Adobe recently released their three iPad companion apps for Photoshop CS5. These apps help to extend Photoshop to another screen, give you more room on your desktop for projects, and show off the power of the new Photoshop SDK.
There’s something about late spring and summer that brings the cameras out: Memorial Day picnics, your nephew’s graduation, a day at the beach, the kids’ first trip to Disneyland. Capturing memories with your digital camera or camcorder has never been easier -- if you had told us a few years ago that we’d be snapping 5-megapixel stills and shooting 720p video with our iPhones, we would’ve bet a whole box of Drumsticks that you were mistaken.
A slow week in the world of Maclandia. No revolutions, no one overthrown, no magical new devices or apps that promise to change your life. Could it be the calm before the storm? Well, there is WWDC on the horizon, which always promises to shake things up, and there was Final Cut Pro X, which had the video editing cognoscenti crying with joy, but what else happened in the last seven? Join us in finding out.
With the announcement of the Touch SDK, Adobe also announced their three companion apps for Photoshop CS5 on the iPad. While Adobe Lava and Eazel bring new and exciting ways to play with color and form on the iPad and send that information to Photoshop, it's Adobe Nav that's the real workhorse in the mix and to us, the best of the three apps.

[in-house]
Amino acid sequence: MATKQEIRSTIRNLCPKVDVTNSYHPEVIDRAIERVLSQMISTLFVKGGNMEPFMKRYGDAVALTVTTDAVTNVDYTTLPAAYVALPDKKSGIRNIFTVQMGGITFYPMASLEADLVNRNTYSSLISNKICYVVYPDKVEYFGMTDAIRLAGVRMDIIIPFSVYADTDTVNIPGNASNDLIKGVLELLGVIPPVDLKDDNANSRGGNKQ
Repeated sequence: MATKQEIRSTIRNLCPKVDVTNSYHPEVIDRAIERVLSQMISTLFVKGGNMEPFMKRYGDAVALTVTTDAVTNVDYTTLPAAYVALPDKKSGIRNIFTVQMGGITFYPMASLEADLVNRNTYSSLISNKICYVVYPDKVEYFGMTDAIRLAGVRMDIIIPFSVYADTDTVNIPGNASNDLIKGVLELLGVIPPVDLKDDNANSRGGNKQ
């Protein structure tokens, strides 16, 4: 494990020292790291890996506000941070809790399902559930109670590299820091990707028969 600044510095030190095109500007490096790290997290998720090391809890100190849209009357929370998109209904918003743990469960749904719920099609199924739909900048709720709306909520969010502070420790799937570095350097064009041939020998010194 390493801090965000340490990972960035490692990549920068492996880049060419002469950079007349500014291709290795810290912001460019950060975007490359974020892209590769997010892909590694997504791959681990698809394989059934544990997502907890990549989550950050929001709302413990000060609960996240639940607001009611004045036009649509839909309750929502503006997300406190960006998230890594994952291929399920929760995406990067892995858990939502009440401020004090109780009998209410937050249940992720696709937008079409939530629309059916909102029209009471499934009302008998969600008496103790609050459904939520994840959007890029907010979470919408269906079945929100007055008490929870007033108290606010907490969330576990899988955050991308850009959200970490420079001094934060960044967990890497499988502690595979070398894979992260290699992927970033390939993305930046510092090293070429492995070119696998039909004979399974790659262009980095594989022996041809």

Adobe announced the Touch Software Development Kit today that will allow developers to create software companions for Adobe Photoshop CS5 for tablets including our favorite, the iPad. The announcement coincides with Adobe's announcement of CS 5.5.
At Photoshop World in Orlando, FL, Adobe debuted a demo of a tablet version of the Photoshop app running on an iPad 2. The video shows users how they can utilize the multitouch capabilities of the iPad to edit their photos straight from the tablet device, including the ability to use layers. The video also shows how swiping and rotation work with the pinch of your fingers, as well as a layer animation feature, which gives users a quick peek at what's going on with the photo. Check out the video at the link for a quick demo.
Many web developers and designers rely on matching up just the right colors to make a web page or design look it’s best. And while there are many websites (like ColourLovers) that can provide you with color palettes to choose from, sometimes you may have an image on your computer that you want to grab the color HEX code to use in a website design. That’s where a built-in Apple utility called DigitalColor Meter comes in.
Rumors and reports, hype and excitement, two sides to two different coins, but ones always in evidence when it comes to new Apple products and refreshes of the old. As we get closer and closer to the usually scheduled release announcements, both coins get hot hot hot on both sides and all around. While this stuff can take over the news, there's still plenty going on out there, just in case, among all the noise, you missed it.
People are among the most important and enjoyable subjects to photograph, but portraiture can also be very demanding. People get anxious about having their pictures taken and downright upset if those pictures aren’t flattering. A little Photoshop magic can alleviate a lot of that stress.
Before you even begin editing the original, you should save a new copy (File > Save As in any application). Why not just create a duplicate of the original layer, leave it untouched, and keep everything in one file? Because there are dozens of actions you can take that’ll inadvertently affect both layers—cropping, for example, crops all layers. Remember, when it comes to photo editing, irreversibility is the devil, so work with plenty of copies.